Incredibly rare case as baby in Colombia is born with her own twin growing inside her

A young Colombian child by the name of Itzamara Vega already has the whole world talking about her, and she was only born in February. 

At just 35 weeks of age, still nestled in her mother’s womb, Itzamara was diagnosed with an incredibly rare condition – one that’s been recorded less than two hundred times.

Hiding within her abdomen, and only visible using advanced ultrasound techniques, doctors discovered the growing foetus of Itzamara’s own twin sister.

Supported by an entirely separate umbilical cord, this foetus was actually drawing blood from its larger sibling’s intestine like a parasitic twin, according to a report in The New York Times.

It sounds impossible, but it’s true. First described in 1808, the congenital anomaly, known as foetus-in-fetu (aka fetus within fetus), occurs incredibly infrequently, something like one in every 500,000 births. So whenever it does crop up, it usually captures worldwide attention.

In the past, similar cases have described partially-formed foetuses with their own limbs, kidneys, spineshair, fingernails, even a developed penis that could produce urine all on its own.

Usually marked by a bulge in the tummy of the newborn, most of the time this condition is picked up early on in life, but sometimes it can go undetected for years.

In one such case, a middle-aged woman found out that she had been unknowingly carrying her twin’s eye, tooth and black hair in a tumour on her ovary for 45 years.

But as terrifying as this sounds, these so-called parasitic twins are benign and not actually alive. While the exact cause of such events is still not fully understood, the basic steps are as follows.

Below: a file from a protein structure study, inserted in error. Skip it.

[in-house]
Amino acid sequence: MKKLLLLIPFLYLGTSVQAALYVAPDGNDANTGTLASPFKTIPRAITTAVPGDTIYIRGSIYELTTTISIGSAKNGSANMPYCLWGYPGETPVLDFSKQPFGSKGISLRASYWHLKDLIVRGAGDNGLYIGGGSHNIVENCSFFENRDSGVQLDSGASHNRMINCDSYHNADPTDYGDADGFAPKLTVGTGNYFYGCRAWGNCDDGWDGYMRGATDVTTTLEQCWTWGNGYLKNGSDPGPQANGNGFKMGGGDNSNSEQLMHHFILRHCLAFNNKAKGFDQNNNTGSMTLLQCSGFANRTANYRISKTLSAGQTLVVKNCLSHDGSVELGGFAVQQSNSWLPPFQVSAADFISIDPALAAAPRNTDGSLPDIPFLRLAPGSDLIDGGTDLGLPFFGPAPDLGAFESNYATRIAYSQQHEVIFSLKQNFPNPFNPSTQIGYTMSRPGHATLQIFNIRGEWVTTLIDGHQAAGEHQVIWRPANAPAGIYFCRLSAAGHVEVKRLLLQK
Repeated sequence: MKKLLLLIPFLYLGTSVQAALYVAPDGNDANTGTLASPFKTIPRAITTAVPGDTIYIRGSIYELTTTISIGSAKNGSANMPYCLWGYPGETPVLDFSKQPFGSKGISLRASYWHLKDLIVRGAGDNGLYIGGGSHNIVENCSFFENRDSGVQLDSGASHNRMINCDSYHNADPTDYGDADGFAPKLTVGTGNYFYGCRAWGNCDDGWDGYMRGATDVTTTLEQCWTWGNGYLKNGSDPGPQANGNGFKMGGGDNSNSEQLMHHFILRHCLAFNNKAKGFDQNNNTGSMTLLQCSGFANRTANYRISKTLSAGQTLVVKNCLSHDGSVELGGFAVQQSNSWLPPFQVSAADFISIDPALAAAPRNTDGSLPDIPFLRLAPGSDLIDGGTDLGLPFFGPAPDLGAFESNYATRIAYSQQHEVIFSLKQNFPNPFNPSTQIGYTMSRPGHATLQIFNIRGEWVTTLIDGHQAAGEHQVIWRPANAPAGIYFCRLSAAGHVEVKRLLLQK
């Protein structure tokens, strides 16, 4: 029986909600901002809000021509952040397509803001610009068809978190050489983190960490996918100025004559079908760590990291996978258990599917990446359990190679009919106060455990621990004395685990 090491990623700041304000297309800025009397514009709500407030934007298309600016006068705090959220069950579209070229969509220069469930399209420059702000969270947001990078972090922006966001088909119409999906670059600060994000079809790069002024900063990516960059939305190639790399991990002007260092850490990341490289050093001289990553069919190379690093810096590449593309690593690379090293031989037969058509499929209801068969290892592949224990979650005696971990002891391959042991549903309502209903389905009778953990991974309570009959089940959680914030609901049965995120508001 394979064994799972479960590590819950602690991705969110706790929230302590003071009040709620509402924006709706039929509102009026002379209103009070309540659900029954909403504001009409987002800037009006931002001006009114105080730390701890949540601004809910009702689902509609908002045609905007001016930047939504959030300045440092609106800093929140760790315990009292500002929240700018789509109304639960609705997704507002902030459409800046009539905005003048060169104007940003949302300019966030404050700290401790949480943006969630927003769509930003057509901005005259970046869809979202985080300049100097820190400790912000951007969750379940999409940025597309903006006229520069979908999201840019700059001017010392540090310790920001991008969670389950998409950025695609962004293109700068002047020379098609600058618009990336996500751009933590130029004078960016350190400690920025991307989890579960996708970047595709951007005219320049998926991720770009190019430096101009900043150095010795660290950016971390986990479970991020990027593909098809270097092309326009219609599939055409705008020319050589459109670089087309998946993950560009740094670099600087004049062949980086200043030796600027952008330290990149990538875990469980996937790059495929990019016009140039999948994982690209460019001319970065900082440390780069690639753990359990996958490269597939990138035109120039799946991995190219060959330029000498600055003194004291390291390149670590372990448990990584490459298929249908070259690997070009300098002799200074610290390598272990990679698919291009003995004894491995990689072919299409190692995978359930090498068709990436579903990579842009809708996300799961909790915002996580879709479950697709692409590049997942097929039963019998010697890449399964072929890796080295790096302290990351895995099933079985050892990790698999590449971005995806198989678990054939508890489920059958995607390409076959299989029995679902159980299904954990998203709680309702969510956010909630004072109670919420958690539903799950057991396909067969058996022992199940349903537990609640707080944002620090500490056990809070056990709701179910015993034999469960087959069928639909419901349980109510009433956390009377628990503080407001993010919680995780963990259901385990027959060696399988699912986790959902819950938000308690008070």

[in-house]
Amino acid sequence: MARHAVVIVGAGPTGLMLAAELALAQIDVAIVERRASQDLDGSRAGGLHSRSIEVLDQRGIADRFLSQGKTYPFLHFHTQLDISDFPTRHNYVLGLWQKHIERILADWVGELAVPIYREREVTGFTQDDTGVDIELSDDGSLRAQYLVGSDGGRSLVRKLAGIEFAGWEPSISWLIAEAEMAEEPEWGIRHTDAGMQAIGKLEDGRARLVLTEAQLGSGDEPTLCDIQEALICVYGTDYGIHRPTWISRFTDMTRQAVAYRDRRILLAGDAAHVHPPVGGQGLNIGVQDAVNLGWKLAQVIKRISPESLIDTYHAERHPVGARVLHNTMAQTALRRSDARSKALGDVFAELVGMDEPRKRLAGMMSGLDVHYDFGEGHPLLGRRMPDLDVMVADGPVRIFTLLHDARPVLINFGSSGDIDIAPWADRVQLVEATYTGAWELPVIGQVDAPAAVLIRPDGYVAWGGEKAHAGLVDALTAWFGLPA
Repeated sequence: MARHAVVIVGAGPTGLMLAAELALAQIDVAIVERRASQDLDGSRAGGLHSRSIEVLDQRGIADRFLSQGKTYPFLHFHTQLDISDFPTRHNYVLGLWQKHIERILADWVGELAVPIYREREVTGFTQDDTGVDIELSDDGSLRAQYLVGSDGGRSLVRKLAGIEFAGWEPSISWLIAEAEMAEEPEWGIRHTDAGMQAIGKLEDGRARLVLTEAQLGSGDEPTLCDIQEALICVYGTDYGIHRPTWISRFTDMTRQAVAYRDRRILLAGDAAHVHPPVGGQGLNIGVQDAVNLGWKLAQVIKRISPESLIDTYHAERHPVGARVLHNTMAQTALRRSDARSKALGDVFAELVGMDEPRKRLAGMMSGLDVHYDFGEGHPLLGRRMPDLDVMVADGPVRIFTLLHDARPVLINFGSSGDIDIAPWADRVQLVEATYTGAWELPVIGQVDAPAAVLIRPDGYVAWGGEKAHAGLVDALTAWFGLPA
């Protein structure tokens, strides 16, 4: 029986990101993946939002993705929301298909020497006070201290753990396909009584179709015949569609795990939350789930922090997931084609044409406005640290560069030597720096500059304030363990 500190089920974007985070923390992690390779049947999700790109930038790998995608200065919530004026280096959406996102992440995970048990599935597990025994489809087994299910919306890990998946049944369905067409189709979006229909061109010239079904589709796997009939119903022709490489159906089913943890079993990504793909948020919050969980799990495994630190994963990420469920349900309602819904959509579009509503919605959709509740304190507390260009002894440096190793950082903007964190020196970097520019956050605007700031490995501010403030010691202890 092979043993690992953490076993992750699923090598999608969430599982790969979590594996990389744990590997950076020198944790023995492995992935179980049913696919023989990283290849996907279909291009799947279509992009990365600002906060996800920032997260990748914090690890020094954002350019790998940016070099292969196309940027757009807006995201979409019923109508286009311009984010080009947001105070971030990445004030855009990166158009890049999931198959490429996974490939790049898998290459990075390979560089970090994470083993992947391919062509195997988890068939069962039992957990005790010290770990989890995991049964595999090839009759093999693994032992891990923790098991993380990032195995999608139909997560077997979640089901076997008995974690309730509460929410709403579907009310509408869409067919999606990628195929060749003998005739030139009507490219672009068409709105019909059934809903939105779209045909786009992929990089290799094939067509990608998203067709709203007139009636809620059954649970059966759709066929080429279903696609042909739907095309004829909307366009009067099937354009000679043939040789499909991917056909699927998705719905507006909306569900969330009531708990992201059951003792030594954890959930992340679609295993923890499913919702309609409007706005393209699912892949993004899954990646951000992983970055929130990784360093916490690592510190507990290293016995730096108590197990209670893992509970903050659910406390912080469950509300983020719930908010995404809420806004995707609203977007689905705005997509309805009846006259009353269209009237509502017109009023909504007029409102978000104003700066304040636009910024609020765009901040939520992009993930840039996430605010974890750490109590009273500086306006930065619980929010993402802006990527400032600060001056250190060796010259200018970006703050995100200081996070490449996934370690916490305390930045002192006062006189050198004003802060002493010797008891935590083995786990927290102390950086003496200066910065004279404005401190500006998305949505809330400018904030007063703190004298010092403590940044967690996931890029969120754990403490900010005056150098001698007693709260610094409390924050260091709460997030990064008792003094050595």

Early on in an identical twin pregnancy, when a single fertilised egg splits into two, the separated cells can sometimes divide unequally.

At first, nothing appears abnormal and both of these flat sheets of cells continue to grow normally. The problem only occurs around four weeks in, when the discs begin to fold and slowly form all of the body’s necessities.

During this stage, if these twin embryos only partially divide, the cells of one can actually get engulfed by the other, like chocolate folded into cookie dough (sorry).

Tucked into the other foetus, the smaller twin is thus cut off from its mother’s bloody supply and is forced to draw on its own sibling’s blood for growth.

Believe it or not, it’s even possible for more than one foetus to get wrapped up in this mess. In one remarkable case, 11 of these parasitic twins were found folded into one single foetus.

Of course, in Itzamara’s case there was only one. Roughly five centimetres long (two inches), this parasitic foetus is reported to have contained a rudimentary head and limbs, without a brain or a heart.

Discovered at an unusually young stage, the case is a testament to modern medicine and its identification of high-risk pregnancies. Itzamara was delivered by an early C-section as the doctors were concerned the parasitic twin might crush her abdominal organs.

In the end, the growth was successfully removed just one day after the tiny girl’s birth via a small incision, and the baby herself is doing just fine.

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